1. Hey Roseanne! I prefer unsalted to salted because yes, you control the salt in the recipe that way. The amount and taste of salt varies between brands of salted butter. Some are saltier than others. So, to completely control things, I use unsalted. Generally, though, if you are subbing salted for unsalted butter– you can reduce the added salt in the recipe by 1/4 teaspoon per 1/2 cup of butter.

  7. Hi sally! I wanted to ask you about your opinion and experience in reducing sugar in recipes… Ive come to realize that the less sweet a cookie or cake, the more I want to continue eating. Most of american recipes tend to be really sweet, as well as peruvian desserts (where I live), so my question is.. what is the recommended ratio or maximum amount of sugar I can cut out off a recipe without affecting the overall texture? (cookie or cake)

    1. It really depends on the recipe. I’d be careful with delicate cakes and cupcakes, but generally a 20% – 25% decrease is OK.

  8. Sally,

    I tried your choc chip cookies and they were great! One question…I typically have to bake large quantities and so I use a scooper to “drop” the dough. Since this dough comes out of the fridge, that is impossible. Do you have any suggestions?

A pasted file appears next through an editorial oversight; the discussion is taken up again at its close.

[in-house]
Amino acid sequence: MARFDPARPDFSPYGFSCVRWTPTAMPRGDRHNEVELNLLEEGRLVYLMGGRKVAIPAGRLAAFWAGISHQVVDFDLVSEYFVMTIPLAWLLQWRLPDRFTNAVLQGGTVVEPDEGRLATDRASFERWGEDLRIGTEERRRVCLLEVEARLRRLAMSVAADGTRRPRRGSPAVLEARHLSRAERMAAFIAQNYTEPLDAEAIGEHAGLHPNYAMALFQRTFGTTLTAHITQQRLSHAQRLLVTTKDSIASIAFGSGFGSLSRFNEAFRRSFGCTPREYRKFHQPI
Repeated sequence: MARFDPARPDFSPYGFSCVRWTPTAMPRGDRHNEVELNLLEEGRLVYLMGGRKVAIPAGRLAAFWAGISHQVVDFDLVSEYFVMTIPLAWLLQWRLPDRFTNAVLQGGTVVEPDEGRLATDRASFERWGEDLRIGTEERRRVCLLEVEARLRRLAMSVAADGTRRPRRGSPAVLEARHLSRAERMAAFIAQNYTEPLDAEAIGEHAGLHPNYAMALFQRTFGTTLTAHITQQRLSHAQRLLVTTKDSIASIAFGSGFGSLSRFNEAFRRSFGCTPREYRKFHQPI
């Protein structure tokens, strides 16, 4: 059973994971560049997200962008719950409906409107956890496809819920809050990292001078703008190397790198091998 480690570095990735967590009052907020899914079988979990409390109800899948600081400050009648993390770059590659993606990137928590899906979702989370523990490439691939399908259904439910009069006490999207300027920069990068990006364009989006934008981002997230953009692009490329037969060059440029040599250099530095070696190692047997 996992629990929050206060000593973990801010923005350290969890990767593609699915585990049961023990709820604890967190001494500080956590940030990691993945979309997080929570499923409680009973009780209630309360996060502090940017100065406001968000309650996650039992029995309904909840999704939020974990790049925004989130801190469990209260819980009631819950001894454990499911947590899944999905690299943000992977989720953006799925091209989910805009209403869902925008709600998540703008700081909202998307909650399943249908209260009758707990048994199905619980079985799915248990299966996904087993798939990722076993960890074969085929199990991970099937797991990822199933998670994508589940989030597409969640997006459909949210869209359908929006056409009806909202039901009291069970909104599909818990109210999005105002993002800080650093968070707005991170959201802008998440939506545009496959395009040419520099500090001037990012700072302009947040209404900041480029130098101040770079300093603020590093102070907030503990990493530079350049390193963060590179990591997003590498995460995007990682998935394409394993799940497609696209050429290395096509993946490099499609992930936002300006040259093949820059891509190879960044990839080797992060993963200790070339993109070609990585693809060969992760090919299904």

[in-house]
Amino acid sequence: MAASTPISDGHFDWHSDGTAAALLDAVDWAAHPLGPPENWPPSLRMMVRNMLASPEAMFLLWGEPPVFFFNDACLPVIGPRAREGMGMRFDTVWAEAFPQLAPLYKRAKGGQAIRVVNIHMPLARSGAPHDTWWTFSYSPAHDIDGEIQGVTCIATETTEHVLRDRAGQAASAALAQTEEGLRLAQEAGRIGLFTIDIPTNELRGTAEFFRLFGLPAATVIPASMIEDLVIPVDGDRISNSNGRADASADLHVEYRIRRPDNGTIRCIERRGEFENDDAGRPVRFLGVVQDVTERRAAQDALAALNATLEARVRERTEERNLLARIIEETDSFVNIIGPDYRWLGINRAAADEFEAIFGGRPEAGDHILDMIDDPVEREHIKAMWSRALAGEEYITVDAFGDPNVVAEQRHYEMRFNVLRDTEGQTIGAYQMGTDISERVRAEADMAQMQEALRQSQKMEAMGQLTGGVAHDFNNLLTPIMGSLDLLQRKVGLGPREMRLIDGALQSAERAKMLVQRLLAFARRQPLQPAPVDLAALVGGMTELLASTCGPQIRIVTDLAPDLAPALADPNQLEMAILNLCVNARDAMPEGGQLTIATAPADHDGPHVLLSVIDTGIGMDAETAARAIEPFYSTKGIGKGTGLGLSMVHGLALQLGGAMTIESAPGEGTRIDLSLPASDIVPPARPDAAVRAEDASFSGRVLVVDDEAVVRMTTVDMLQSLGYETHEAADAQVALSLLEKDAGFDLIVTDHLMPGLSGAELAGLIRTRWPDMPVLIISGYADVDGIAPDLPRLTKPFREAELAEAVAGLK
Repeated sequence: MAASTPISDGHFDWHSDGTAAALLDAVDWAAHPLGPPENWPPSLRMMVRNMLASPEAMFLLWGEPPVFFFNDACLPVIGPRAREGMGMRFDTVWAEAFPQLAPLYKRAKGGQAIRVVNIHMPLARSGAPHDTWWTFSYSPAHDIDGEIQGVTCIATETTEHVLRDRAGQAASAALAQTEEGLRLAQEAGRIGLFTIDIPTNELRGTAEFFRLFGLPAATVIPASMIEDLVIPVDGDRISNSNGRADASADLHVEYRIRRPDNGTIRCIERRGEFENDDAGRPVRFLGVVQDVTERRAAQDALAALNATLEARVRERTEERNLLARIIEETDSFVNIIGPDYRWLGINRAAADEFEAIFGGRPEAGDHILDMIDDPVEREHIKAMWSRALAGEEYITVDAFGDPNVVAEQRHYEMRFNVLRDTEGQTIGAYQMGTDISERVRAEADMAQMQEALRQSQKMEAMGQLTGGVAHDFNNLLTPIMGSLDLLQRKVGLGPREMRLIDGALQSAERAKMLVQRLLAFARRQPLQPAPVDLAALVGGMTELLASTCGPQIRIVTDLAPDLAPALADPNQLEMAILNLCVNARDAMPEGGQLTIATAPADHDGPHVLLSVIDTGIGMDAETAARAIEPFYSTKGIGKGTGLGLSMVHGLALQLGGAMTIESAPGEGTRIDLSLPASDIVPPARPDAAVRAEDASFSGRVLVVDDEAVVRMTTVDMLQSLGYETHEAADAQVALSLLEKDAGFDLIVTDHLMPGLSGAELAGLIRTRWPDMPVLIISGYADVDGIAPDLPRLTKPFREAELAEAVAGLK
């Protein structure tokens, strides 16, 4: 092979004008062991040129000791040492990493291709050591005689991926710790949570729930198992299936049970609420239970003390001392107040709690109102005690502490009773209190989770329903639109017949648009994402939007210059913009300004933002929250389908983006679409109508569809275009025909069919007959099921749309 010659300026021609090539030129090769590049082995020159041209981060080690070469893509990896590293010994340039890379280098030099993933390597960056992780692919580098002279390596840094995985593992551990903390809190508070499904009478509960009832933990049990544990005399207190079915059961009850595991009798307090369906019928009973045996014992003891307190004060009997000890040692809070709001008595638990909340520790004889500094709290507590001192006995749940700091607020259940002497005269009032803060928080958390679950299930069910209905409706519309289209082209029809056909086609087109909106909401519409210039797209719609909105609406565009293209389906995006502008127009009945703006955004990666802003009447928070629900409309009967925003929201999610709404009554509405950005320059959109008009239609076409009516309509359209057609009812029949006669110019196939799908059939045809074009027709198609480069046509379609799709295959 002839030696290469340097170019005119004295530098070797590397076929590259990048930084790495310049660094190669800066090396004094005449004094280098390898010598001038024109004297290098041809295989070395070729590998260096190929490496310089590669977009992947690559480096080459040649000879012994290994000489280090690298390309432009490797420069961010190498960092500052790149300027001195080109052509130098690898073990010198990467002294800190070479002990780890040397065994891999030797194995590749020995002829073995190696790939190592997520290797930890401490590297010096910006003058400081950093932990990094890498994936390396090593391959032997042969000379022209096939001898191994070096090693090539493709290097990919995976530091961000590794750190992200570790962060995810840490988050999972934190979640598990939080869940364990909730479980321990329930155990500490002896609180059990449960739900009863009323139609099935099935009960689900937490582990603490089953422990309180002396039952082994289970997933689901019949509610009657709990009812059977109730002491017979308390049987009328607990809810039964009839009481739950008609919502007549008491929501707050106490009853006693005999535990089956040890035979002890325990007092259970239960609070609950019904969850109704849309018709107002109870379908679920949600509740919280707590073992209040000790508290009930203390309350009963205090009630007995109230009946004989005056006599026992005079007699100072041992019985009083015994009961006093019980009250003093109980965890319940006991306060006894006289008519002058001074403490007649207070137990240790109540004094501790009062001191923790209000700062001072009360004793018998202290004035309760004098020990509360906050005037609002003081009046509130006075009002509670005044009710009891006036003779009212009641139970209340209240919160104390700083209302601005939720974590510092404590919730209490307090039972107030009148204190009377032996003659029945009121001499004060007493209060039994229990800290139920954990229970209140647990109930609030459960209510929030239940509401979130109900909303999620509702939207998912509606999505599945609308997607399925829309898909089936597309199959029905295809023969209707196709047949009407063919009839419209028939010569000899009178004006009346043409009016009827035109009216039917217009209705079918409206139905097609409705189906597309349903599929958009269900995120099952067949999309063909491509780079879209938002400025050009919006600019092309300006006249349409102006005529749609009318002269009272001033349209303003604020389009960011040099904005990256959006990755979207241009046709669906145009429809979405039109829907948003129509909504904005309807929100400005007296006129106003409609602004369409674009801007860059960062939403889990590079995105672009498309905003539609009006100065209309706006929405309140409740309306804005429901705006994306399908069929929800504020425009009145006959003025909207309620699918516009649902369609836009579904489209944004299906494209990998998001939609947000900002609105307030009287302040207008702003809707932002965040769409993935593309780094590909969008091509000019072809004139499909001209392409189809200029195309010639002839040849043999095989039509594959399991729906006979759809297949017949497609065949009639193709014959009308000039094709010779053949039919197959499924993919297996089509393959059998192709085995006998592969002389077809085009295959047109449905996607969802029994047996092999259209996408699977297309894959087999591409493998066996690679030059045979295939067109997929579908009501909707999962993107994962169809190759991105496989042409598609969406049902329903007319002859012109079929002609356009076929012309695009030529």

Thanks!

    1. Hi Sarah! I suggest chilling the cookie dough for half of the time. Scooping into balls on a baking sheet, then chilling for the remainder of time. That always helps!

  9. I tried making the cookie dough according to your measurements and it was successful at first. Then i did it in big batch and multiplying the measurements by 4 however, it turned out failure as the dough starts to get very sticky when i tried making balls. Worst when baking them.y cookie turned like a flat bread as it spreads all over the pan. Help please!

    1. Hi Sarah, Most of my cookie recipes are ok to double – but I would not recommend quadrupling them. Not only is there a higher chance of mis-measuring an ingredient, it’s simply too much dough for our mixers to handle at once, and dough will be very over-mixed by the time it’s all incorporated together. For the best results I recommend sticking to single or double batches!